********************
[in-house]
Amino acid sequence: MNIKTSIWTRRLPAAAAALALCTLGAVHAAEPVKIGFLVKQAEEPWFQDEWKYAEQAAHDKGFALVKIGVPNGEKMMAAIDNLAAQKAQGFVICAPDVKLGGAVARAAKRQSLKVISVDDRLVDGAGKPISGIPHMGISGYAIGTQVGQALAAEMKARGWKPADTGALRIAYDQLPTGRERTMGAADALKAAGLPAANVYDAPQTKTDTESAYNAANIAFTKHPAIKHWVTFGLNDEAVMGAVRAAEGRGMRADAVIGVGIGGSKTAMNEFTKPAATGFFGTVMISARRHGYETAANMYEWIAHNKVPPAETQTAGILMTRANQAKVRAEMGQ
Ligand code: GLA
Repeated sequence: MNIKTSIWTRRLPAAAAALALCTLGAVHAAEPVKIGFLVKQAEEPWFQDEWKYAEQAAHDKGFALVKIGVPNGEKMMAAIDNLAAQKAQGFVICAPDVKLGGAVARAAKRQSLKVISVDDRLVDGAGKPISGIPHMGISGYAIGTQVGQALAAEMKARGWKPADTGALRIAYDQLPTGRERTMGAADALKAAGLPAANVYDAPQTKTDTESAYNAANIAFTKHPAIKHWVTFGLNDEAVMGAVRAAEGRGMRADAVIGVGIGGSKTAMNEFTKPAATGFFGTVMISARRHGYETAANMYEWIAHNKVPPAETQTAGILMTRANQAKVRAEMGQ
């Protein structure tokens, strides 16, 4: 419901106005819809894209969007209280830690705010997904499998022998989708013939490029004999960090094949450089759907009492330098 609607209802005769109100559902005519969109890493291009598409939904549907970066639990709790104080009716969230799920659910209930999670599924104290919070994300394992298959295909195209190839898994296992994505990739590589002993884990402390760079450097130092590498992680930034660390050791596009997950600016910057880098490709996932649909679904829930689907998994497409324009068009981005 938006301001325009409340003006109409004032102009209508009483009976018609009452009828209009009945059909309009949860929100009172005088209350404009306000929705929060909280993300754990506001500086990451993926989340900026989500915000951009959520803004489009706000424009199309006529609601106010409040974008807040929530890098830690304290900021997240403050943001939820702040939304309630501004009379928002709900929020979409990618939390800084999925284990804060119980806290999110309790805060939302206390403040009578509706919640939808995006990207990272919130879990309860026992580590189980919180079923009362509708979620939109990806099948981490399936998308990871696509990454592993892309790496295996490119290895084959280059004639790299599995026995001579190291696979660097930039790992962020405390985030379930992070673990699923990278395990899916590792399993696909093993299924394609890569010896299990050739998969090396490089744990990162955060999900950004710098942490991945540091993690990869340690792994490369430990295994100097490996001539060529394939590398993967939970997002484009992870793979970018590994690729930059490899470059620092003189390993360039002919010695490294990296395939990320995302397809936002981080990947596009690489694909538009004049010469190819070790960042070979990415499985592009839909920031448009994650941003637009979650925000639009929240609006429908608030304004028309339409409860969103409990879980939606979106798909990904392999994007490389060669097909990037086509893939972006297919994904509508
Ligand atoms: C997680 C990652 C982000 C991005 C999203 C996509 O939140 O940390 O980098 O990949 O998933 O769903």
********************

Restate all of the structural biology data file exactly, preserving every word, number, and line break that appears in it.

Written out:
[in-house]
Amino acid sequence: MNIKTSIWTRRLPAAAAALALCTLGAVHAAEPVKIGFLVKQAEEPWFQDEWKYAEQAAHDKGFALVKIGVPNGEKMMAAIDNLAAQKAQGFVICAPDVKLGGAVARAAKRQSLKVISVDDRLVDGAGKPISGIPHMGISGYAIGTQVGQALAAEMKARGWKPADTGALRIAYDQLPTGRERTMGAADALKAAGLPAANVYDAPQTKTDTESAYNAANIAFTKHPAIKHWVTFGLNDEAVMGAVRAAEGRGMRADAVIGVGIGGSKTAMNEFTKPAATGFFGTVMISARRHGYETAANMYEWIAHNKVPPAETQTAGILMTRANQAKVRAEMGQ
Ligand code: GLA
Repeated sequence: MNIKTSIWTRRLPAAAAALALCTLGAVHAAEPVKIGFLVKQAEEPWFQDEWKYAEQAAHDKGFALVKIGVPNGEKMMAAIDNLAAQKAQGFVICAPDVKLGGAVARAAKRQSLKVISVDDRLVDGAGKPISGIPHMGISGYAIGTQVGQALAAEMKARGWKPADTGALRIAYDQLPTGRERTMGAADALKAAGLPAANVYDAPQTKTDTESAYNAANIAFTKHPAIKHWVTFGLNDEAVMGAVRAAEGRGMRADAVIGVGIGGSKTAMNEFTKPAATGFFGTVMISARRHGYETAANMYEWIAHNKVPPAETQTAGILMTRANQAKVRAEMGQ
């Protein structure tokens, strides 16, 4: 419901106005819809894209969007209280830690705010997904499998022998989708013939490029004999960090094949450089759907009492330098 609607209802005769109100559902005519969109890493291009598409939904549907970066639990709790104080009716969230799920659910209930999670599924104290919070994300394992298959295909195209190839898994296992994505990739590589002993884990402390760079450097130092590498992680930034660390050791596009997950600016910057880098490709996932649909679904829930689907998994497409324009068009981005 938006301001325009409340003006109409004032102009209508009483009976018609009452009828209009009945059909309009949860929100009172005088209350404009306000929705929060909280993300754990506001500086990451993926989340900026989500915000951009959520803004489009706000424009199309006529609601106010409040974008807040929530890098830690304290900021997240403050943001939820702040939304309630501004009379928002709900929020979409990618939390800084999925284990804060119980806290999110309790805060939302206390403040009578509706919640939808995006990207990272919130879990309860026992580590189980919180079923009362509708979620939109990806099948981490399936998308990871696509990454592993892309790496295996490119290895084959280059004639790299599995026995001579190291696979660097930039790992962020405390985030379930992070673990699923990278395990899916590792399993696909093993299924394609890569010896299990050739998969090396490089744990990162955060999900950004710098942490991945540091993690990869340690792994490369430990295994100097490996001539060529394939590398993967939970997002484009992870793979970018590994690729930059490899470059620092003189390993360039002919010695490294990296395939990320995302397809936002981080990947596009690489694909538009004049010469190819070790960042070979990415499985592009839909920031448009994650941003637009979650925000639009929240609006429908608030304004028309339409409860969103409990879980939606979106798909990904392999994007490389060669097909990037086509893939972006297919994904509508
Ligand atoms: C997680 C990652 C982000 C991005 C999203 C996509 O939140 O940390 O980098 O990949 O998933 O769903």